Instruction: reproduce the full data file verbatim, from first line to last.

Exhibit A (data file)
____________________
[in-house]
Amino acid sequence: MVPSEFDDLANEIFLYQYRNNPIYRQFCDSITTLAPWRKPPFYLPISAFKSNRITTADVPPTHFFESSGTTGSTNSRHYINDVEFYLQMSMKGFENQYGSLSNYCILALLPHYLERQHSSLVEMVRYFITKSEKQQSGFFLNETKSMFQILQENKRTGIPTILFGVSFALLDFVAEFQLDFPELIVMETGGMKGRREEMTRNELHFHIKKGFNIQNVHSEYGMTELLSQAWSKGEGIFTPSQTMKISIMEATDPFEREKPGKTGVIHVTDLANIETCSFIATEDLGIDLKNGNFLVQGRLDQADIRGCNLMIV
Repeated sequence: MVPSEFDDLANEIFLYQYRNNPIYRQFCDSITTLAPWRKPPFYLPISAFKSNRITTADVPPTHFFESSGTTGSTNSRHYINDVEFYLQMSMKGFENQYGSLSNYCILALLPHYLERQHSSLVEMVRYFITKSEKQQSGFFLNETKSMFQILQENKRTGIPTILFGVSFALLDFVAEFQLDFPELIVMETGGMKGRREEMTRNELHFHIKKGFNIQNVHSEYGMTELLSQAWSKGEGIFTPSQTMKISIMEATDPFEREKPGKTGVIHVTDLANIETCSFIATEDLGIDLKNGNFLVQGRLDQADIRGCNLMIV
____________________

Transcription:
[in-house]
Amino acid sequence: MVPSEFDDLANEIFLYQYRNNPIYRQFCDSITTLAPWRKPPFYLPISAFKSNRITTADVPPTHFFESSGTTGSTNSRHYINDVEFYLQMSMKGFENQYGSLSNYCILALLPHYLERQHSSLVEMVRYFITKSEKQQSGFFLNETKSMFQILQENKRTGIPTILFGVSFALLDFVAEFQLDFPELIVMETGGMKGRREEMTRNELHFHIKKGFNIQNVHSEYGMTELLSQAWSKGEGIFTPSQTMKISIMEATDPFEREKPGKTGVIHVTDLANIETCSFIATEDLGIDLKNGNFLVQGRLDQADIRGCNLMIV
Repeated sequence: MVPSEFDDLANEIFLYQYRNNPIYRQFCDSITTLAPWRKPPFYLPISAFKSNRITTADVPPTHFFESSGTTGSTNSRHYINDVEFYLQMSMKGFENQYGSLSNYCILALLPHYLERQHSSLVEMVRYFITKSEKQQSGFFLNETKSMFQILQENKRTGIPTILFGVSFALLDFVAEFQLDFPELIVMETGGMKGRREEMTRNELHFHIKKGFNIQNVHSEYGMTELLSQAWSKGEGIFTPSQTMKISIMEATDPFEREKPGKTGVIHVTDLANIETCSFIATEDLGIDLKNGNFLVQGRLDQADIRGCNLMIV